1930s Vega Mandolin

The mandolin was hugely popular in the late 19th and early 20th centuries, but it was eclipsed by the tenor and plectrum banjo in the early 1920s. The archtop guitar supplanted them both in the early 1930s, and mandolin sales never recovered until recent times. Most of the big mandolin manufacturers survived by concentrating on other product lines; Gibson, Vega and Martin all shifted back to guitars.

Vega continued to build some mandolin-family instruments in the 1930s, but the lineup was greatly reduced. The cylinder-back models disappeared, probably early in the decade, and only a flat-top/flat-back model plus a couple of electric mandolins appeared in catalogs by 1939. Surviving documentation on Vega products during the period is scarce, however, and a few instruments have appeared that defy explanation – including this one.

The top is carved and sports f-holes, which suggests an attempt at a more modern design. Vega had previously produced mandolins with f-holes, but they all had flat tops. Vega also produced some archtop electric mandolins, but they had laminated tops. This particular instrument is the only example of an acoustic carved-top mandolin I have seen from the company. It does not appear in any catalog that I have seen, but all the details are trademark Vega: the neck profile and headstock shape, the thick black pickguard, the shape of the f-holes, and the choice of hardware. Even the curve of the top as it rises to meet the fretboard extension recalls the same area on Vega’s cheaper carved-top guitars like the C-20.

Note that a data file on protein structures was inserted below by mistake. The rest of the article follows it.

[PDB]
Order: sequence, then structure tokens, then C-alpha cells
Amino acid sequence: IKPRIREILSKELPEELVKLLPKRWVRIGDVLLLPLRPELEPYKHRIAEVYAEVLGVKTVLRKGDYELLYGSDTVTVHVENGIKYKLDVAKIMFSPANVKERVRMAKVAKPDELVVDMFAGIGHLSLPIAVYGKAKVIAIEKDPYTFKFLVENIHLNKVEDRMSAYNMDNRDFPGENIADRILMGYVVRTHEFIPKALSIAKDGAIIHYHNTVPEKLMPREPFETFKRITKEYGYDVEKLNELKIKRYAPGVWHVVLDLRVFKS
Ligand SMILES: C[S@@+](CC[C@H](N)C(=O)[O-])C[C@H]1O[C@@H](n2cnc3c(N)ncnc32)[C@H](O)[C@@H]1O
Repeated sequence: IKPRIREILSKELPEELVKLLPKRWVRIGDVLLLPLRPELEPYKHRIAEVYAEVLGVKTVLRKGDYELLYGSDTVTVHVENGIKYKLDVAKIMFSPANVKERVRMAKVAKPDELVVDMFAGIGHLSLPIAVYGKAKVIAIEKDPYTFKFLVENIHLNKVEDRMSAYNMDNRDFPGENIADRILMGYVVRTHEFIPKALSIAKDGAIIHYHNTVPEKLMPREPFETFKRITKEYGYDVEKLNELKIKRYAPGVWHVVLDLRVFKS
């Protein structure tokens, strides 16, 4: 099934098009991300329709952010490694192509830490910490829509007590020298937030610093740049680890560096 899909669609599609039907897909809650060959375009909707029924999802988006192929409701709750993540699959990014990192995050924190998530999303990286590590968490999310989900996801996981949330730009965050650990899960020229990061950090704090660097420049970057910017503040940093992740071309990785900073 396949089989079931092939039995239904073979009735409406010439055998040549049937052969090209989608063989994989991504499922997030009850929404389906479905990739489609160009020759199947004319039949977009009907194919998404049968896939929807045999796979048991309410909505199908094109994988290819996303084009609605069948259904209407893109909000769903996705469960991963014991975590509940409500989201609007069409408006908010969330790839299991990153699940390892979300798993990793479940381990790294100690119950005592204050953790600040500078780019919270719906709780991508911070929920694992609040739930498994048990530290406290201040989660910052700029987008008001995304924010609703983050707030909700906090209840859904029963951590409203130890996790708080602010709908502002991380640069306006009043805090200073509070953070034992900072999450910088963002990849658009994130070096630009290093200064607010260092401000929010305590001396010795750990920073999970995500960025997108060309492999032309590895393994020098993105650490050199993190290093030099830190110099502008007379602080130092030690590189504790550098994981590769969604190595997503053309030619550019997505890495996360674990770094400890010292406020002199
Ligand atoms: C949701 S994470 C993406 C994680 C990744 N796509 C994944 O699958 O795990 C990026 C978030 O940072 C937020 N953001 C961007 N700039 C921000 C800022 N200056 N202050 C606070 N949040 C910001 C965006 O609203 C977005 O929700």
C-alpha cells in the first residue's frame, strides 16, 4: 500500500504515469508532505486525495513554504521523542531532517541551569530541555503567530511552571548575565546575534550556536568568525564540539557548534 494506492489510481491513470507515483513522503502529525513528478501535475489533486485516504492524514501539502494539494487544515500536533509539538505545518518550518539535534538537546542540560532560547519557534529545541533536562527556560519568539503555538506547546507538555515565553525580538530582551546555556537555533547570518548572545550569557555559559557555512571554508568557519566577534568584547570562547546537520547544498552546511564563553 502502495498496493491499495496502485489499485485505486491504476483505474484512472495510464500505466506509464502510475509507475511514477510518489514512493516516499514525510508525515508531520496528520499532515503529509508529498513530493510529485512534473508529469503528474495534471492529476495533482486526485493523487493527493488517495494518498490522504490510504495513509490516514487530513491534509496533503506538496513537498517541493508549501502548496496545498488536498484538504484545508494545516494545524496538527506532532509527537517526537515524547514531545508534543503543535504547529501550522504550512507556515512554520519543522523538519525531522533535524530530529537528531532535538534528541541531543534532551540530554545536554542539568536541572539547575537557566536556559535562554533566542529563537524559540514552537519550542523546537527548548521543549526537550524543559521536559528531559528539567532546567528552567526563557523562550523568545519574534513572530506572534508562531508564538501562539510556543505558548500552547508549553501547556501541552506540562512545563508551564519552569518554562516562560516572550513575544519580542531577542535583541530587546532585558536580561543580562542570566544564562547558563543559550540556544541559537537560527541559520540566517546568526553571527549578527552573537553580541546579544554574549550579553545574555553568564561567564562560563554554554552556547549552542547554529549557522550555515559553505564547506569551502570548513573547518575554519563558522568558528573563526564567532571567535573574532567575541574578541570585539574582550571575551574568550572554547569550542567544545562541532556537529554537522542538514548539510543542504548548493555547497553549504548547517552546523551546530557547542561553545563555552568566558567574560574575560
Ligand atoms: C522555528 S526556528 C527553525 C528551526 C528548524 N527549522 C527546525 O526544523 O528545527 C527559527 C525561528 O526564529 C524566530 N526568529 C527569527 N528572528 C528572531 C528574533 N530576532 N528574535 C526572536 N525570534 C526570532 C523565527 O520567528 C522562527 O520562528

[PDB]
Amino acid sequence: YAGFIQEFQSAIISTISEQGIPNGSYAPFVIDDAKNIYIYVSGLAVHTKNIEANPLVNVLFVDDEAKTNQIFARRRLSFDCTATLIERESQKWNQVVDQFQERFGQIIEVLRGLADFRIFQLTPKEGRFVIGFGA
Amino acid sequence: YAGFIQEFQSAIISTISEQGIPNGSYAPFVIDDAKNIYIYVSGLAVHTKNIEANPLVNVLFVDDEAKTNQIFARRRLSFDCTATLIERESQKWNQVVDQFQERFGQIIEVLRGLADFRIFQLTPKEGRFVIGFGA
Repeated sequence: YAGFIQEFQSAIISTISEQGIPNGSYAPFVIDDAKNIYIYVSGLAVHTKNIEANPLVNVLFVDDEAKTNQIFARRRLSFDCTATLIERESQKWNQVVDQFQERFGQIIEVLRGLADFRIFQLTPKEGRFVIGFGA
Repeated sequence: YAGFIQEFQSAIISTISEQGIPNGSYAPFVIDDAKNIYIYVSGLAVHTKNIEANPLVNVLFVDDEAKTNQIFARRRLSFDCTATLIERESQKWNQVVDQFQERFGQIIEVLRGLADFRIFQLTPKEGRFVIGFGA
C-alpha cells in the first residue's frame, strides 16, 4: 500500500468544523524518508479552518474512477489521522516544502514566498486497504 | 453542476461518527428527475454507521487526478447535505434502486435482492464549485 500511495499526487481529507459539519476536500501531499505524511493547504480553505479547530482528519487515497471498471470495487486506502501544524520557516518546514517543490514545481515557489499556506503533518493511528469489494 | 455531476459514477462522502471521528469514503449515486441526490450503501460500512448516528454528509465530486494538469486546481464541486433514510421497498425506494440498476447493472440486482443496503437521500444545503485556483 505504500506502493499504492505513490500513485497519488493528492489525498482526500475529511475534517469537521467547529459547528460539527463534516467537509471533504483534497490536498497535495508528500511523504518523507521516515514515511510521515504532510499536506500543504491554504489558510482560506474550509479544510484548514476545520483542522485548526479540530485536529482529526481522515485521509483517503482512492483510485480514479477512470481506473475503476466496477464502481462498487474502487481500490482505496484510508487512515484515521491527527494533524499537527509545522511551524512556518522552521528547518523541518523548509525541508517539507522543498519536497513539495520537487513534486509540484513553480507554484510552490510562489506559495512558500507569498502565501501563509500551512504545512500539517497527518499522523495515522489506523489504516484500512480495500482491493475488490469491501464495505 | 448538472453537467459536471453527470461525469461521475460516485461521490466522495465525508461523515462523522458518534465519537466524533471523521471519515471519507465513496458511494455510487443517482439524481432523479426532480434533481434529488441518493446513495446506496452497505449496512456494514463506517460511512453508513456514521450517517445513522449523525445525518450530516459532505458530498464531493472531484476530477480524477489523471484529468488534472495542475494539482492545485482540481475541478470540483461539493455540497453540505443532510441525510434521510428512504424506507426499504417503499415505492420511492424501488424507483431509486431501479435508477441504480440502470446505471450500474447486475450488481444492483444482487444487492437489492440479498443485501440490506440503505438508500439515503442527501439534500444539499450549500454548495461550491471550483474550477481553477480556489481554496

Dating Vega mandolins is always an exercise in speculation and interpolation, since there is no known list of serial numbers. The rounded pickguard and art-deco font on the peghead suggest that this mandolin was built sometime well into the 1930s, probably in the second half of the decade. Its design may have been intended to replace the defunct cylinder-back line. Despite the carved top, this was not a high-priced instrument; the plain teardrop-shaped body and flat mahogany back would have made it less expensive to produce than a fully-carved model, and the modest trim also help keep the price low. However, this is still an excellent-sounding instrument, the equal of Vega’s acoustic archtop guitars in terms of clarity and volume.

There is one repaired crack in the top and the tailpiece and bridge are later replacements, but otherwise the mandolin is in fine, playable condition.